GEORGE HENRY DERN
Sept. 8, 1872 – Aug. 27, 1936
George Dern was born in 1872 on a farm near Scribner, northwest of Fremont, to German immigrant parents. After attending public schools in Hooper and graduating at age 16 from Fremont Normal College, he worked loading lumber and shoveling wheat into freight cars – building brawn as he earned money to attend the University of Nebraska. He enrolled at NU in 1893, and the newcomer was an immediate success on the football team.
Dern will play right guard. He is a very light man for that position, but he has met nobody yet who has overmatched him. Dern is a new man, but he plays like a veteran, and by many he is called the best man in the eleven.
Outside of football, meanwhile, he took in a broad spectrum of college life. He joined the university cadet corps (led by Lt. John J. Pershing, the future World War I general) and played alto horn in the cadet band. He was one of the earliest members of the NU chapter of Delta Tau Delta fraternity, and he traveled to Europe with a university group during the summer of 1894.
And yet, he later expressed this lament:
Football is too all-absorbing. During the season we had no time to think of anything else but the winning of the pennant. I am heartily in favor of college football, if not carried to such an extreme.
When fall of 1894 arrived, Dern moved to right tackle. He also became team captain, but not without controversy. The players had elected George Flippin, Nebraska's African-American halfback, but coach Frank Crawford voided the selection, saying, "It takes a man with brains to be a captain." (It also takes brains to be a doctor. Read more about the remarkable Flippin here.)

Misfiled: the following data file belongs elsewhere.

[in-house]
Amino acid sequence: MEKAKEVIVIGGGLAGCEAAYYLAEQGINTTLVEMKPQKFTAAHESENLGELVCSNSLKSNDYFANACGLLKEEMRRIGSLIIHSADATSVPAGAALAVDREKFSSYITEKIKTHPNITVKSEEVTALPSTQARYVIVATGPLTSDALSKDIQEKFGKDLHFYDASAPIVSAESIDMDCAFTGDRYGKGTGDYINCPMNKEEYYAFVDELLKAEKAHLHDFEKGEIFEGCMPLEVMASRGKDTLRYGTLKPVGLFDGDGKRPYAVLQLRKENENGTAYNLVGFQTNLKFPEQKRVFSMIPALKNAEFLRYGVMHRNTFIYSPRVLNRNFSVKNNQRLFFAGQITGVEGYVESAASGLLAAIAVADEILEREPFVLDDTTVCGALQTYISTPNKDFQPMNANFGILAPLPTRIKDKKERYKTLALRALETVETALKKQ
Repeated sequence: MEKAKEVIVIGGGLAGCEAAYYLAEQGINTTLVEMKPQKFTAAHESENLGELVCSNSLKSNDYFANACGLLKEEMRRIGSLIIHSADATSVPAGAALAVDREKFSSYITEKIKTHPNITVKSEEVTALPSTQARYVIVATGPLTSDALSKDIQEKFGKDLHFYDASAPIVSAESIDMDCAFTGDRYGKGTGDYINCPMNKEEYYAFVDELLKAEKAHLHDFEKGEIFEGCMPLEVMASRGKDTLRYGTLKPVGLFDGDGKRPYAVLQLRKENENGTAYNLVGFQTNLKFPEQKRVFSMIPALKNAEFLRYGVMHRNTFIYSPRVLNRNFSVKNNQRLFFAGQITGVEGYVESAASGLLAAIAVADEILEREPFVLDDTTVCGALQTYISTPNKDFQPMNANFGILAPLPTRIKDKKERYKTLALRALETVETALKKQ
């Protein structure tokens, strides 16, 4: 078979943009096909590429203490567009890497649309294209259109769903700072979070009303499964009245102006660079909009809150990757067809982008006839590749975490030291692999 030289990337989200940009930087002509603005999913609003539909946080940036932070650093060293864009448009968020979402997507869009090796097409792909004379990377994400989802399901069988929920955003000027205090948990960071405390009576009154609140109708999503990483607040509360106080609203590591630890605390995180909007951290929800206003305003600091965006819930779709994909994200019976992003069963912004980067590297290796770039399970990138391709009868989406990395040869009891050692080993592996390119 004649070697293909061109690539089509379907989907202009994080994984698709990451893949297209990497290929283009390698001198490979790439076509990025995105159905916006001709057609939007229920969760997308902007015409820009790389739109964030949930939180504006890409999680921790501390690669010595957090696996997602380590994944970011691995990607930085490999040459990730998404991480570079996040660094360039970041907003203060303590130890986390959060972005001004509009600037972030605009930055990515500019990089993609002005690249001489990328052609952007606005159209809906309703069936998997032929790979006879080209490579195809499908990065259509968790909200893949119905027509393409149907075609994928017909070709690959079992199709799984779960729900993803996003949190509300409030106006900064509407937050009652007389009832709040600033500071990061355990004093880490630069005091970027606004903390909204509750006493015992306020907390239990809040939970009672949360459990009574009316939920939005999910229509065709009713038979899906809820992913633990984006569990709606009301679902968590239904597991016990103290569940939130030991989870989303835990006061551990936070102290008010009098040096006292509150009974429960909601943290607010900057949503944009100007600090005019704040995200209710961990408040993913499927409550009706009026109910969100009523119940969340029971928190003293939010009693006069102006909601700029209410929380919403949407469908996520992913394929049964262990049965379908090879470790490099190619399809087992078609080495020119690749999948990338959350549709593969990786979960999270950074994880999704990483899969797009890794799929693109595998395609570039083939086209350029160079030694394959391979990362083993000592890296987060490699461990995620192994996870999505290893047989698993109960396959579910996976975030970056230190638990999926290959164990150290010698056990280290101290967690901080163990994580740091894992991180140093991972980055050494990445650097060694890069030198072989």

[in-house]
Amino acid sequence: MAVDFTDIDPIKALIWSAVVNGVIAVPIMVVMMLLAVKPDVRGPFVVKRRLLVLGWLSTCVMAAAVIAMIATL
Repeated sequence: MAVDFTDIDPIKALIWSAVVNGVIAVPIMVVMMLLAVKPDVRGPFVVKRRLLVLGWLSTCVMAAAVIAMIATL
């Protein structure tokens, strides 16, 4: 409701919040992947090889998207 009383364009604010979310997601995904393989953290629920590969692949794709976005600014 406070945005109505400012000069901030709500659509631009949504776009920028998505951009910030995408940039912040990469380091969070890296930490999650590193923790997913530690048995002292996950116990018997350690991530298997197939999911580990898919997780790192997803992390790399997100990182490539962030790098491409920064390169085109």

The season again saw Dern start every game, and he scored a touchdown on a short run against the Omaha YMCA in early November. But it was his game against Iowa on Thanksgiving that stood out. His long touchdown gallop on Nebraska's third offensive play of the second half helped turn an 8-0 halftime lead into a 36-0 final. The Lincoln Evening News described the run:
Captain Dern made sixty-five yards around [Otis] Whipple's end and planted the ball behind the porte. [Wilmer] Wilson accompanied him on his triumphant journey down the field, knocking down Hawkeye men as the small boy knocketh down the late fall apple with the little shinny cane.
A tackle toting the ball? It wasn't unusual back then, when the sport was a closer cousin to rugby. Dern – listed at 170 pounds, lighter than halfback Flippin by 20 pounds – actually had several carries that day, many for healthy gains. On the TD run, the Omaha Bee wrote, Dern "got away with the ball" thanks to "a succession of neat tricks" by end Frank Wiggins and guard Albin Jones.
Nebraska had one more contest to play, but the frolic against Iowa would be Dern's last game. By the time his teammates were slogging through a Christmas Day rematch against the Omaha YMCA, George Dern was going places.